Upon examination of the patient (Figure 1), she was still 20/30 OD and the OCT (Figure 2) had borderline findings, however, a small CNV membrane was confirmed on fluorescein angiography (Figure 3). Of note, the location of the CNV was just temporal to the optic disc and therefore not involving the central macula at this point.
Consequently, the patient was asymptomatic and the conversion to exudative AMD was confirmed solely with clinical examination and additional testing with OCT and fluorescein angiography. The aflibercept treatment was initiated and the patient is currently 20/25 OD.
The home-use device was critical in bringing this patient into my office for evaluation and allowed for prompt management. As this patient was already receiving treatment for wet AMD in her fellow eye, she knew the stakes were high and was happy for the early detection and saving her sight.
My other CNV alert was from a 78-year-old female with a history of exudative AMD in her right eye–also being treated with intravitreal aflibercept–and intermediate dry AMD in her left eye. Her left eye baseline visual acuity was 20/40. Of note, this patient typically spends six months in Sarasota, FL and six months in Cincinnati, OH. When the home-use device alert occurred in her left eye, she was completely asymptomatic and was at that time still in Cincinnati.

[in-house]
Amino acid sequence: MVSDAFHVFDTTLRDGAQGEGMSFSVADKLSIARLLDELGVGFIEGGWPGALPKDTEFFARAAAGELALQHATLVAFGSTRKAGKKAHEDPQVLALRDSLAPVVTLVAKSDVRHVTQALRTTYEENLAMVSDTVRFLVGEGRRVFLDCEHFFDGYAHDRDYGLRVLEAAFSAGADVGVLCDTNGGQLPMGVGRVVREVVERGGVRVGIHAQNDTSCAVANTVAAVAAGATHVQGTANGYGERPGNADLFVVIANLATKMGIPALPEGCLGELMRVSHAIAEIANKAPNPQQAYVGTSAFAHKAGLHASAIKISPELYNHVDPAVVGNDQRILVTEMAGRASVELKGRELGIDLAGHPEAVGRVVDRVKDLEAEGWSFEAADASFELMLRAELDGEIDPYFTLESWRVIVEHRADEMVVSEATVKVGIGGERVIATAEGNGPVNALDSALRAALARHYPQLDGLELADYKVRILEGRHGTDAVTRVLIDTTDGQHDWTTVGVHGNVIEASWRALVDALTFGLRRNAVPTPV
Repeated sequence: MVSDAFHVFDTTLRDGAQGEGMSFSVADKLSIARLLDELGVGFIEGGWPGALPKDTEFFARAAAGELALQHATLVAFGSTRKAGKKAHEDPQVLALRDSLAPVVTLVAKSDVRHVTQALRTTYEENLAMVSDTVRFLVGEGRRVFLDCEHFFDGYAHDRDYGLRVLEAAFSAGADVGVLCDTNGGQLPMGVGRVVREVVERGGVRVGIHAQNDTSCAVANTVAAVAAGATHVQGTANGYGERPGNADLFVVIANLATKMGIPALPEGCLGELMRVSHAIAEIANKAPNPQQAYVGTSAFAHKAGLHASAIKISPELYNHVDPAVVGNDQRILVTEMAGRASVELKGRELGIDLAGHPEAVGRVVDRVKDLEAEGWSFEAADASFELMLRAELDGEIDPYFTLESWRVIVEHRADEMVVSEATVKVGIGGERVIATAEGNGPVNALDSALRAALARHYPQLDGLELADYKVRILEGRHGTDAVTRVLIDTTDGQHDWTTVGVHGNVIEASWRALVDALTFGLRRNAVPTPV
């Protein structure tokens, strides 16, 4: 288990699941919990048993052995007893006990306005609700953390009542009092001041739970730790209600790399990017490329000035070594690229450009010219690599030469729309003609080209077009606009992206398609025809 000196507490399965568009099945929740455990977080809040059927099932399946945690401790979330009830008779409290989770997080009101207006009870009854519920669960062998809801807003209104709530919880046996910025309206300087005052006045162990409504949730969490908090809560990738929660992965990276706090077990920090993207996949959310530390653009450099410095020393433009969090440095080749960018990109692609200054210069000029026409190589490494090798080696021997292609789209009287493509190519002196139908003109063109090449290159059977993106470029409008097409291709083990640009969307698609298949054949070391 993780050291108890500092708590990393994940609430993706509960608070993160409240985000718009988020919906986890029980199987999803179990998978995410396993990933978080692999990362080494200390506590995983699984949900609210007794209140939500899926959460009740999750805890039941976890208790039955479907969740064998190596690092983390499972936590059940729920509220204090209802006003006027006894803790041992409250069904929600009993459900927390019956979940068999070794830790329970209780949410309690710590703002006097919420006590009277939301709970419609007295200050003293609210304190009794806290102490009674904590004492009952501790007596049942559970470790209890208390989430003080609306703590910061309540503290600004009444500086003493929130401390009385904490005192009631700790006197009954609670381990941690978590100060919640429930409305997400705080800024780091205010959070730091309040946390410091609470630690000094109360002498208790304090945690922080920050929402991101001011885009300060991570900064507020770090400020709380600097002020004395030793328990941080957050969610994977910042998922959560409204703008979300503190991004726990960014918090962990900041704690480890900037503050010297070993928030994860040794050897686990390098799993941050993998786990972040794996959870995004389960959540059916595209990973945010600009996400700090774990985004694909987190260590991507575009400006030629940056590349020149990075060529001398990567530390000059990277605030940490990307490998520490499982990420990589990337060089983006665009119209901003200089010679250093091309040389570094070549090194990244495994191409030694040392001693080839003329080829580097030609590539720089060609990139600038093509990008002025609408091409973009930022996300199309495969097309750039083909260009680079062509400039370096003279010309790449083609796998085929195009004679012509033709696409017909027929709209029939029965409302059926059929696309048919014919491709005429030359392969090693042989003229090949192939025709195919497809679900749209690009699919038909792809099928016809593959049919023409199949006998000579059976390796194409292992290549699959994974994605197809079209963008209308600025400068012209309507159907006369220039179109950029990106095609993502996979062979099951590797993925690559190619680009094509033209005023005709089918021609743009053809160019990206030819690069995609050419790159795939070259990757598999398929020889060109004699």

After analyzing her report (Figure 4), I immediately arranged for her to be evaluated in Cincinnati in which her vision was still 20/40 OS but on dilated fundus exam there was the presence of subretinal fluid and subretinal hemorrhage noted in the macula OS. The patient received her first anti-VEGF (vascular endothelial growth factor) injection OS in Cincinnati and she then returned to Sarasota where I have continued her current treatment regimen. She currently has maintained her 20/40 vision OS due to prompt response to the FSH alert and early anti-VEGF treatment initiation.